Neck pain can be caused by irritation, inflammation, injury, or infection. Pain in the neck, shoulder, arm, hand, or head “most” frequently results from irritation of cervical nerve roots in the region of the intervertebral foramen, encroachment of the vascular supply as it courses through the vertebral canal, or invasion of the cord in the spinal canal.
If unhealthy, your neck’s normal forward curve may reduce, become straight or “military,” or even reverse its curve.
Over time, arthritic changes in the vertebrae such as lipping or spurring (bony growths), disc-thinning or degeneration, or deterioration of muscles, ligaments and other structures may occur. However, in spite of all these changes, there may or may not be pain. In fact, studies show little or no correlation between the degree of pain felt in the neck and arthritis changes found on X-rays and MRI.
If your sciatic nerve becomes inflamed, the condition is called sciatica (pronounced si-ad-i-ka). The pain can be intense! It often follows the path of your nerve down the back of your legs and thighs, ankle, foot and toes, but it can also radiate to your back.
Along with burning, sharp pains, you may also feel nerve sensations such as pins-and-needles, tingling, prickling, crawling sensations, or tenderness. Ironically, your leg may also feel numb.
Do you suffer from degenerative disc disease, herniated or bulging discs, sciatica, or other spinal problems? Has your physician suggested you consider surgery?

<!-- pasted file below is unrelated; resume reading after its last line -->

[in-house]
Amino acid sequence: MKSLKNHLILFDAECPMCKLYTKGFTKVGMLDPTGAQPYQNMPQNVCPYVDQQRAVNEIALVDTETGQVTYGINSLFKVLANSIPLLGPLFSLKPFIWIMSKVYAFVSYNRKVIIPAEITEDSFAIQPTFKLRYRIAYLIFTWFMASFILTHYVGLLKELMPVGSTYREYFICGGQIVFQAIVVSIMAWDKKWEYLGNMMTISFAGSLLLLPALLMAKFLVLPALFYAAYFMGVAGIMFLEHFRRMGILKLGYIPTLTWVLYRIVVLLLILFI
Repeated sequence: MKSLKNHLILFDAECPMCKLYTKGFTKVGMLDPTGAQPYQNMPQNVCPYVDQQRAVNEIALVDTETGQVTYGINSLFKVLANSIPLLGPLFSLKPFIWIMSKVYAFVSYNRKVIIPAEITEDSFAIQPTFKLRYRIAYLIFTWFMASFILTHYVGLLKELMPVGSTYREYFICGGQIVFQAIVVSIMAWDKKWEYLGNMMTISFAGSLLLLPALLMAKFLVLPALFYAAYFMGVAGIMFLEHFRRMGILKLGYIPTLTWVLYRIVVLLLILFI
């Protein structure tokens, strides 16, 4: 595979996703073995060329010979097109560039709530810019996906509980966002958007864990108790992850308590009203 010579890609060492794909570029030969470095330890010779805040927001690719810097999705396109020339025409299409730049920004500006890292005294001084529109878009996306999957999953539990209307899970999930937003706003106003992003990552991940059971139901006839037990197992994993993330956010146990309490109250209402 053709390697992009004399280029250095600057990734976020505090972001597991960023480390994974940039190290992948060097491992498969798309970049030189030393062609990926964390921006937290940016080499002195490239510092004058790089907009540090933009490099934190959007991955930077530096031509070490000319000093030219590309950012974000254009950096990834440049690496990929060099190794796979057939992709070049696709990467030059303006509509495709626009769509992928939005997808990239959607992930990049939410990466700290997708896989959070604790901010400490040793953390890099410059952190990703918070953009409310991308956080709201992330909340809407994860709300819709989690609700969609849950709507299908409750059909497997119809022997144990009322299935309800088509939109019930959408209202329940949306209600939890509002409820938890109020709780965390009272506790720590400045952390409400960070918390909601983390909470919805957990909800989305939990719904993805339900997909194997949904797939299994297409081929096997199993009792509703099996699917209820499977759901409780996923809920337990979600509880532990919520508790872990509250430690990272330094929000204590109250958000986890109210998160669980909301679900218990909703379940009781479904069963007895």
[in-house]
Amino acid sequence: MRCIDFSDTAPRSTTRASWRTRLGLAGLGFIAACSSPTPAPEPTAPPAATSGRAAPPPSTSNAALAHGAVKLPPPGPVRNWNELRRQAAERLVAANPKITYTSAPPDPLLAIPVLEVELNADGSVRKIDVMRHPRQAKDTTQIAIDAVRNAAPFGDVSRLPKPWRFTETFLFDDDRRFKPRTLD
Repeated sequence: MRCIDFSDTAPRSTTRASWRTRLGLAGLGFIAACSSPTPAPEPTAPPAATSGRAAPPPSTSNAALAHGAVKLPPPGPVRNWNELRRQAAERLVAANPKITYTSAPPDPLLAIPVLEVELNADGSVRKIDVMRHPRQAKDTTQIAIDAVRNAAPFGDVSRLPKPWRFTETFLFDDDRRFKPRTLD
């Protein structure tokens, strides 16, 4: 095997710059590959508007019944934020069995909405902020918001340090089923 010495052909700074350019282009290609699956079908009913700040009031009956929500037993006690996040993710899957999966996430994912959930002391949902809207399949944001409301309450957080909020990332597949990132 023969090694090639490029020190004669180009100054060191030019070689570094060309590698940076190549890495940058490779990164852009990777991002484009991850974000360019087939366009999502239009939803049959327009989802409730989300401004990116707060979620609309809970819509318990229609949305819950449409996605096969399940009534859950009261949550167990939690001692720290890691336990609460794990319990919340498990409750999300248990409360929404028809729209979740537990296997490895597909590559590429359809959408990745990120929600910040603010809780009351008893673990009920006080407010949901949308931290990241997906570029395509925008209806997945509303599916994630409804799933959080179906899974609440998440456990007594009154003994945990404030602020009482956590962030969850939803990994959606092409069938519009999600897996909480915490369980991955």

You may want to consider spinal rejuvenation therapy (or SRT) first. SRT combines spinal decompression therapy with a neurological approach to care that has proven effective in treating degenerative discs, facet syndrome, sciatica, herniated discs and spinal stenosis. If you have already had surgery, spinal rejuvenation therapy can still be considered if you suffer from failed back surgery syndrome.
The migraine headache is perhaps the best known special type of headache. It is really called the migraine syndrome. By syndrome we mean that a lot of things accompany the headache – all of them bad.
Symptoms include dizziness, visual problems, “spots” before the eyes, redness, swelling, tearing of the eyes, muscle contraction, irritability, nausea, vomiting, constipation, or diarrhea. These symptoms often arise before the headache hits. The headache itself may last for a few minutes to a few days, and the severity may range from minor discomfort to immobilizing agony.